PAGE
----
Have you ever wondered what kind of value does a book have? Is its value estimated from its content, from the cover or both?
I have always believed that books are the most beautiful objects on earth. Yes, we all buy books to read but the value of a book can not truly be costed by human resources, like money. Think about it: At the end of a reading, the power of the book dominates us and gives us a kind of mental serenity. So, how is it possible to be costed?
However, I did a research with the most expensive books ever sold and I decided to present them to you.
10. The Tales of Beedle the Bard (£3.98 million)
A collection of children’s stories by British author J.K. Rowling, «The Tales of Beedle the Bard» (also appears in Harry Potter and the Deathly Hallows as a farewell gift from Dumbledore to Hermione). Having grown up in a family of pure-blood wizards, Ron is familiar the book and its fairy tales of wizardry. Hermione and Harry had no idea since they both had non-magical upbringings. Most importantly, this book acts as a medium that facilitates Xenophilius Lovegood’s retelling of «The Tale of Three Brothers».
During an interview, Rowling revealed that Geoffrey Chaucer’s «The Pardoner’s Tale» acted as a source of inspiration for the her «Tale of the Three Brothers» and their grim fate.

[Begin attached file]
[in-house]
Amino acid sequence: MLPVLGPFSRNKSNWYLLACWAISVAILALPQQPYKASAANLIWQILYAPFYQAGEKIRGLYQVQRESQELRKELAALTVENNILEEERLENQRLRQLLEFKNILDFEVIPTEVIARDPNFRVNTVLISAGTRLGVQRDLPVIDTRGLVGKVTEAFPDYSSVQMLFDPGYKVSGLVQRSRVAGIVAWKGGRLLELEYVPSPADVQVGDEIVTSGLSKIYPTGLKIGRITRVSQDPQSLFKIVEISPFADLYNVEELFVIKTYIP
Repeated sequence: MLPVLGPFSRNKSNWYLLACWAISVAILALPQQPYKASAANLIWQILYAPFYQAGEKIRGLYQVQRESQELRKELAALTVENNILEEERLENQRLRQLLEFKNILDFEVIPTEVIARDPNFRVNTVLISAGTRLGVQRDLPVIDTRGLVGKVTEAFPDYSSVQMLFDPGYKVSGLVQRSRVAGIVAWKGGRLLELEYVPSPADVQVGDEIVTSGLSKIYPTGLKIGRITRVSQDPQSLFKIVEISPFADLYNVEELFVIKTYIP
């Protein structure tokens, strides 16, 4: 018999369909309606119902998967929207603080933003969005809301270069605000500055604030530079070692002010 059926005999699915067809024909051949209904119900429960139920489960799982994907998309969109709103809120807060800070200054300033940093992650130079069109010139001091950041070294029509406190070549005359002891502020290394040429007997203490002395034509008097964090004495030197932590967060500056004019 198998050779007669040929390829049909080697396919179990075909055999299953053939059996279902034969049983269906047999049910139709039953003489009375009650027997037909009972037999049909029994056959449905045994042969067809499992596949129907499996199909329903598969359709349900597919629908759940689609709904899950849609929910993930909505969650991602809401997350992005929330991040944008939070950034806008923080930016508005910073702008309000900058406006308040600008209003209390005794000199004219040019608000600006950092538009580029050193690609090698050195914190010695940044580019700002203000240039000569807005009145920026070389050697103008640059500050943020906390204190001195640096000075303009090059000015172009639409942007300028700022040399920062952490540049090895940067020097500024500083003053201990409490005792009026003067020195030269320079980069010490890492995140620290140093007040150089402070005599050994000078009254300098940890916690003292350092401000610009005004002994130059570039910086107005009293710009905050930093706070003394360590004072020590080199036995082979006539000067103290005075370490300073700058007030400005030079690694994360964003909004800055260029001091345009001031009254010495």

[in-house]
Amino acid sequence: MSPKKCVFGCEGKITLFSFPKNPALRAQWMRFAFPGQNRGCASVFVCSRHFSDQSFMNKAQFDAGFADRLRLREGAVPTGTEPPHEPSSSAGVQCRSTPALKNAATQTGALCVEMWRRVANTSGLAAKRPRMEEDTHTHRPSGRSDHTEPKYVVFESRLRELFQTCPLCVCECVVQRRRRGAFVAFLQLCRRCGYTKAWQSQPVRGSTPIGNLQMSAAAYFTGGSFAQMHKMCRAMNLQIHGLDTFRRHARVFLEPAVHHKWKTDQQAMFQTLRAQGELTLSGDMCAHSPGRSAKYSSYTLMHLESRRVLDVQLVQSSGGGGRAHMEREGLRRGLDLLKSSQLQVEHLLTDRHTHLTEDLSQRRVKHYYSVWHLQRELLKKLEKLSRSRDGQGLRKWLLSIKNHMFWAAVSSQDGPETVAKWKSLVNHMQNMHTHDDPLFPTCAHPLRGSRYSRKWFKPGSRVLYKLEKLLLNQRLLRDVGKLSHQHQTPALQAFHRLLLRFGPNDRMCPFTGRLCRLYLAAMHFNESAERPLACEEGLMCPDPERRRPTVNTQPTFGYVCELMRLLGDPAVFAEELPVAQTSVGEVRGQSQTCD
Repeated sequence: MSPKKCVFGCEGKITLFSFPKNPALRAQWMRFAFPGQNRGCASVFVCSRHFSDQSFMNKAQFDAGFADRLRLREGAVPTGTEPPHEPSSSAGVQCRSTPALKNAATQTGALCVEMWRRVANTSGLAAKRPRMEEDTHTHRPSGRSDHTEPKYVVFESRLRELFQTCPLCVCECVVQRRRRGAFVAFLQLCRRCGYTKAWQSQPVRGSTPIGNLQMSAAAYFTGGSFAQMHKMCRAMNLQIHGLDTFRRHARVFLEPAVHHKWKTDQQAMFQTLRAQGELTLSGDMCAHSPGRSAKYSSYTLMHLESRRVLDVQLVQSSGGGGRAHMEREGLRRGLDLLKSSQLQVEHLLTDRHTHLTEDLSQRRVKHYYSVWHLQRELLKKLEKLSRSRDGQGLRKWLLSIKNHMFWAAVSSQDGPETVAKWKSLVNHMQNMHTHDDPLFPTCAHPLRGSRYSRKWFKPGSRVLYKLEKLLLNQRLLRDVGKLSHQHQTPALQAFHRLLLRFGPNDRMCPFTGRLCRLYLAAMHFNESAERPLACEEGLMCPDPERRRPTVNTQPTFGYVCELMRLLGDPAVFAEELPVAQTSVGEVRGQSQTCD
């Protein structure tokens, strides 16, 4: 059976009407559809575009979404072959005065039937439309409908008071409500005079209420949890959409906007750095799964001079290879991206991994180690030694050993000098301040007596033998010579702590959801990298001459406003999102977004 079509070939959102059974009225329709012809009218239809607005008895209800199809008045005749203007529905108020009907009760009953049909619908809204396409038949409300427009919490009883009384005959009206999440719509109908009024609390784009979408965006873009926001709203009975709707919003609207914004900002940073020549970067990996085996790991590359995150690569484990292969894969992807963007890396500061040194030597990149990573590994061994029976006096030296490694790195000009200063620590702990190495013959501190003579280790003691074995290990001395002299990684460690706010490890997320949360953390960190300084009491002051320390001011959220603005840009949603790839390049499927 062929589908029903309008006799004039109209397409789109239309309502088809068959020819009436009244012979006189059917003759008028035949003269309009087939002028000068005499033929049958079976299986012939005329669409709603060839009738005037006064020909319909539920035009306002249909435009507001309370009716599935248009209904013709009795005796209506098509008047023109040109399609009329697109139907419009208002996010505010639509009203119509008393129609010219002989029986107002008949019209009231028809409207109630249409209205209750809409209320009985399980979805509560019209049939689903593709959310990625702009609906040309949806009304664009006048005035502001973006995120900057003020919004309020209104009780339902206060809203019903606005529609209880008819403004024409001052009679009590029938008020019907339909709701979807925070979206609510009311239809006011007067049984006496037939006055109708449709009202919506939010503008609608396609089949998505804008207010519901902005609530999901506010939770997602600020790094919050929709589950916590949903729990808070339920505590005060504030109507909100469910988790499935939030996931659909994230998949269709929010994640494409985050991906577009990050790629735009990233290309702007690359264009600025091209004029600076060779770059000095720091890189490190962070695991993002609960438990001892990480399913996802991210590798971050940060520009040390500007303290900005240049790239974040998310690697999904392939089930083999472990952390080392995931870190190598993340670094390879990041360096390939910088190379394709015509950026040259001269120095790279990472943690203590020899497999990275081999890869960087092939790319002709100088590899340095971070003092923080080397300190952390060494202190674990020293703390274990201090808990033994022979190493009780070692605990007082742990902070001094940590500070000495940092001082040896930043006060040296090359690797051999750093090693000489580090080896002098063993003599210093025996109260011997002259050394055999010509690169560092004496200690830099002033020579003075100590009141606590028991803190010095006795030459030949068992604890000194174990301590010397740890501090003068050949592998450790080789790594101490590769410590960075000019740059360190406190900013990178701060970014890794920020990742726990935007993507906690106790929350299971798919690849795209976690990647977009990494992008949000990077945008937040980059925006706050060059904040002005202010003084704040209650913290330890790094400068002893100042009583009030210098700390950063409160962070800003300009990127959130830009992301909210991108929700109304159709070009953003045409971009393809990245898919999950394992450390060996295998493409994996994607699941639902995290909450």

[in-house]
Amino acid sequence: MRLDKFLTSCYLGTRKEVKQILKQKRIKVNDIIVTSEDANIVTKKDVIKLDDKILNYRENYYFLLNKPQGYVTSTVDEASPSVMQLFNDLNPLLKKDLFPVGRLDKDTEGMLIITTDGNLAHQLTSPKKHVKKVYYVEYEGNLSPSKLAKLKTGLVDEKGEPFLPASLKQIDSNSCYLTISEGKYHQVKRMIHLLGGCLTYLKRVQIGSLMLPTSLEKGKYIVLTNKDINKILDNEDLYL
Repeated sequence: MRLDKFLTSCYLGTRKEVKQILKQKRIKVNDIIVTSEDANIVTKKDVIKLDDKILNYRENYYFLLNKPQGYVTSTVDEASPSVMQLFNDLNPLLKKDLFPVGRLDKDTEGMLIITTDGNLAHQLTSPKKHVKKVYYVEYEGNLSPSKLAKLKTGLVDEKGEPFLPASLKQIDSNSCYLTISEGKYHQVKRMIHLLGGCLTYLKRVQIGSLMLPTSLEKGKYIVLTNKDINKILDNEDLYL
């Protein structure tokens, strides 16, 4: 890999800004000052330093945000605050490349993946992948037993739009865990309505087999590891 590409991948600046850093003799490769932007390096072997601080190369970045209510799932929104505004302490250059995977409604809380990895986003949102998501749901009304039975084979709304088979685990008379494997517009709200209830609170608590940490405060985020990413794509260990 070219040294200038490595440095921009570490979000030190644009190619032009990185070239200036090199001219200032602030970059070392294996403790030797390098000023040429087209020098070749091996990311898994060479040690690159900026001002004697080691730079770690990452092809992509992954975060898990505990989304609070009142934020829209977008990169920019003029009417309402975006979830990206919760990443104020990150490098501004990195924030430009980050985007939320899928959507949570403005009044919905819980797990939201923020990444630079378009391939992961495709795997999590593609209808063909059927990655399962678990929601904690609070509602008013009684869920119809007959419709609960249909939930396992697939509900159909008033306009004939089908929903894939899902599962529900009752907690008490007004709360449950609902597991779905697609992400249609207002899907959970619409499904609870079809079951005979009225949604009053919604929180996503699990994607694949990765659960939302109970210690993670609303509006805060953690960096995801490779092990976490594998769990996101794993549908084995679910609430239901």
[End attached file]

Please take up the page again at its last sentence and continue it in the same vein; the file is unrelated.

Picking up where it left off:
This book was originally produced through handwritten notes and illustrations by Rowling herself, who intended to donate the profit to The Children’s Voice charity campaign. While six of them were bequeathed to those who were very involved in the Harry Potter series, one of them, referred to as as «The Moonstone Edition» was sold for auction at the Sotheby’s in 2007. Later in 2016, another copy was auctioned for £368,750.
9. Canterbury Tales (4,6 million)
The «Canterbury Tales» is a collection of stories written by Geoffrey Chaucer in the 14th Century (two of them in prose, the rest in verse). The tales, some of which are originals and others are not. Only 12 copies of the original draft of Geoffrey Chaucer still exist and this one was purchased by London book dealers in 1998.
8. Gutenberg Bible ($4.9 million)
This is the first ever book printed with the movable print in the West, this book symbolizes the commencement of print and a moment of revolutionary change in the history of communication. Despite its status as a literary icon, it only earned a 10th place on this list. However, the purchase occurred in 1987 and it is estimated to value at $25-35 million nowadays.
7. First Folio: Mr. William Shakespeare’s Comedies, Histories & Tragedies ($6.16 million)
This collection of Shakespeare’s plays published in 1623 originally had 750 copies but fewer than one-third are believed to still exist. 82 of the copies can be found at the Folger Shakespeare Library in Washington, D.C. The most expensive one was sold at an auction in 2001 by Microsoft co-founder Paul Allen.
6. The Birds of America ($11.5 million)